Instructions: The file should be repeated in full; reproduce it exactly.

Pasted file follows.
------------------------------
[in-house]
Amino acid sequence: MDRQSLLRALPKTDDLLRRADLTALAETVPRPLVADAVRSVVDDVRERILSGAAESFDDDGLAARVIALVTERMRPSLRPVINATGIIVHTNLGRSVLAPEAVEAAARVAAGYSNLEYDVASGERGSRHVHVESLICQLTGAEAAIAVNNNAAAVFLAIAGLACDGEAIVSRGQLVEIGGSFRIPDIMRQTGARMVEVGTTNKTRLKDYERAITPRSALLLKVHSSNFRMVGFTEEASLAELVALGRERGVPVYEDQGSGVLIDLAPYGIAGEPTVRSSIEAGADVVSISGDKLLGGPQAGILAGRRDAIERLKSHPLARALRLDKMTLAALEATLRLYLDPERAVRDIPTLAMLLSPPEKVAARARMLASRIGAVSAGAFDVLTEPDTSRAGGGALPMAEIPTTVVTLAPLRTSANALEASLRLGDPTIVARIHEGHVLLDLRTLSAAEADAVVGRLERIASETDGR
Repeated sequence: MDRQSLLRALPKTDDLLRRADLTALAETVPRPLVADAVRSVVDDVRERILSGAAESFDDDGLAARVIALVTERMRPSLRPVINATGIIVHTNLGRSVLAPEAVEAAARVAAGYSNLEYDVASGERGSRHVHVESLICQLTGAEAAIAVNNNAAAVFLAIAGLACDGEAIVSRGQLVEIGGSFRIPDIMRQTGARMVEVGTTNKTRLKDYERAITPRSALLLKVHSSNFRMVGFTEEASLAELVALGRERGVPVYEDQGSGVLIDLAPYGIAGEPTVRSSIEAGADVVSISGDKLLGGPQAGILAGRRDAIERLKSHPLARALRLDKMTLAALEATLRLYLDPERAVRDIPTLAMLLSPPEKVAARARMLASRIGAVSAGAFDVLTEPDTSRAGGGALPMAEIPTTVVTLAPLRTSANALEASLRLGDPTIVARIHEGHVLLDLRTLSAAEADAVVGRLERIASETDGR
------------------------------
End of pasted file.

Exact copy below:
[in-house]
Amino acid sequence: MDRQSLLRALPKTDDLLRRADLTALAETVPRPLVADAVRSVVDDVRERILSGAAESFDDDGLAARVIALVTERMRPSLRPVINATGIIVHTNLGRSVLAPEAVEAAARVAAGYSNLEYDVASGERGSRHVHVESLICQLTGAEAAIAVNNNAAAVFLAIAGLACDGEAIVSRGQLVEIGGSFRIPDIMRQTGARMVEVGTTNKTRLKDYERAITPRSALLLKVHSSNFRMVGFTEEASLAELVALGRERGVPVYEDQGSGVLIDLAPYGIAGEPTVRSSIEAGADVVSISGDKLLGGPQAGILAGRRDAIERLKSHPLARALRLDKMTLAALEATLRLYLDPERAVRDIPTLAMLLSPPEKVAARARMLASRIGAVSAGAFDVLTEPDTSRAGGGALPMAEIPTTVVTLAPLRTSANALEASLRLGDPTIVARIHEGHVLLDLRTLSAAEADAVVGRLERIASETDGR
Repeated sequence: MDRQSLLRALPKTDDLLRRADLTALAETVPRPLVADAVRSVVDDVRERILSGAAESFDDDGLAARVIALVTERMRPSLRPVINATGIIVHTNLGRSVLAPEAVEAAARVAAGYSNLEYDVASGERGSRHVHVESLICQLTGAEAAIAVNNNAAAVFLAIAGLACDGEAIVSRGQLVEIGGSFRIPDIMRQTGARMVEVGTTNKTRLKDYERAITPRSALLLKVHSSNFRMVGFTEEASLAELVALGRERGVPVYEDQGSGVLIDLAPYGIAGEPTVRSSIEAGADVVSISGDKLLGGPQAGILAGRRDAIERLKSHPLARALRLDKMTLAALEATLRLYLDPERAVRDIPTLAMLLSPPEKVAARARMLASRIGAVSAGAFDVLTEPDTSRAGGGALPMAEIPTTVVTLAPLRTSANALEASLRLGDPTIVARIHEGHVLLDLRTLSAAEADAVVGRLERIASETDGR